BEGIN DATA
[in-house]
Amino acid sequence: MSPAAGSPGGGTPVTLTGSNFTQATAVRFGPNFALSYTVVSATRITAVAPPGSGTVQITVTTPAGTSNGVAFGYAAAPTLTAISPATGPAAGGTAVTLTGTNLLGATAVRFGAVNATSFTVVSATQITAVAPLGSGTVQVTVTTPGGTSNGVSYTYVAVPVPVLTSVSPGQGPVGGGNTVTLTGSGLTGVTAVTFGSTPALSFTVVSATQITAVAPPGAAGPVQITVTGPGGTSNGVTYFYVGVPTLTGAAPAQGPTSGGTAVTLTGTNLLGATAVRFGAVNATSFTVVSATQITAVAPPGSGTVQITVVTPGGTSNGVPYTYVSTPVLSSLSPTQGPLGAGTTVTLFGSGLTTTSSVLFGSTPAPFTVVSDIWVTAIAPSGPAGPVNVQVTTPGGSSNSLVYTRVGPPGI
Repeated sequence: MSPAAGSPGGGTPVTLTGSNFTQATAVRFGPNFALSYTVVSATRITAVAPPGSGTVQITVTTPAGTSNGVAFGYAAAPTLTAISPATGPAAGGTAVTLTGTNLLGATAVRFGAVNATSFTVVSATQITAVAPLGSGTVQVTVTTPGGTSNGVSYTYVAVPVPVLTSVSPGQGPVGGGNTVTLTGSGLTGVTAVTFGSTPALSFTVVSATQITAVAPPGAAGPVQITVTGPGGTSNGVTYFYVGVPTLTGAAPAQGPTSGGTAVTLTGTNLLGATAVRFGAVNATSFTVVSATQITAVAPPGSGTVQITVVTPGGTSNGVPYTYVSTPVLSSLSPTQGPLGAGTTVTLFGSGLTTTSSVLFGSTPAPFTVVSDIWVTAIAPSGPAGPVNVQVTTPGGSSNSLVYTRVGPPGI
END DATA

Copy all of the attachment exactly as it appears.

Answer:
[in-house]
Amino acid sequence: MSPAAGSPGGGTPVTLTGSNFTQATAVRFGPNFALSYTVVSATRITAVAPPGSGTVQITVTTPAGTSNGVAFGYAAAPTLTAISPATGPAAGGTAVTLTGTNLLGATAVRFGAVNATSFTVVSATQITAVAPLGSGTVQVTVTTPGGTSNGVSYTYVAVPVPVLTSVSPGQGPVGGGNTVTLTGSGLTGVTAVTFGSTPALSFTVVSATQITAVAPPGAAGPVQITVTGPGGTSNGVTYFYVGVPTLTGAAPAQGPTSGGTAVTLTGTNLLGATAVRFGAVNATSFTVVSATQITAVAPPGSGTVQITVVTPGGTSNGVPYTYVSTPVLSSLSPTQGPLGAGTTVTLFGSGLTTTSSVLFGSTPAPFTVVSDIWVTAIAPSGPAGPVNVQVTTPGGSSNSLVYTRVGPPGI
Repeated sequence: MSPAAGSPGGGTPVTLTGSNFTQATAVRFGPNFALSYTVVSATRITAVAPPGSGTVQITVTTPAGTSNGVAFGYAAAPTLTAISPATGPAAGGTAVTLTGTNLLGATAVRFGAVNATSFTVVSATQITAVAPLGSGTVQVTVTTPGGTSNGVSYTYVAVPVPVLTSVSPGQGPVGGGNTVTLTGSGLTGVTAVTFGSTPALSFTVVSATQITAVAPPGAAGPVQITVTGPGGTSNGVTYFYVGVPTLTGAAPAQGPTSGGTAVTLTGTNLLGATAVRFGAVNATSFTVVSATQITAVAPPGSGTVQITVVTPGGTSNGVPYTYVSTPVLSSLSPTQGPLGAGTTVTLFGSGLTTTSSVLFGSTPAPFTVVSDIWVTAIAPSGPAGPVNVQVTTPGGSSNSLVYTRVGPPGI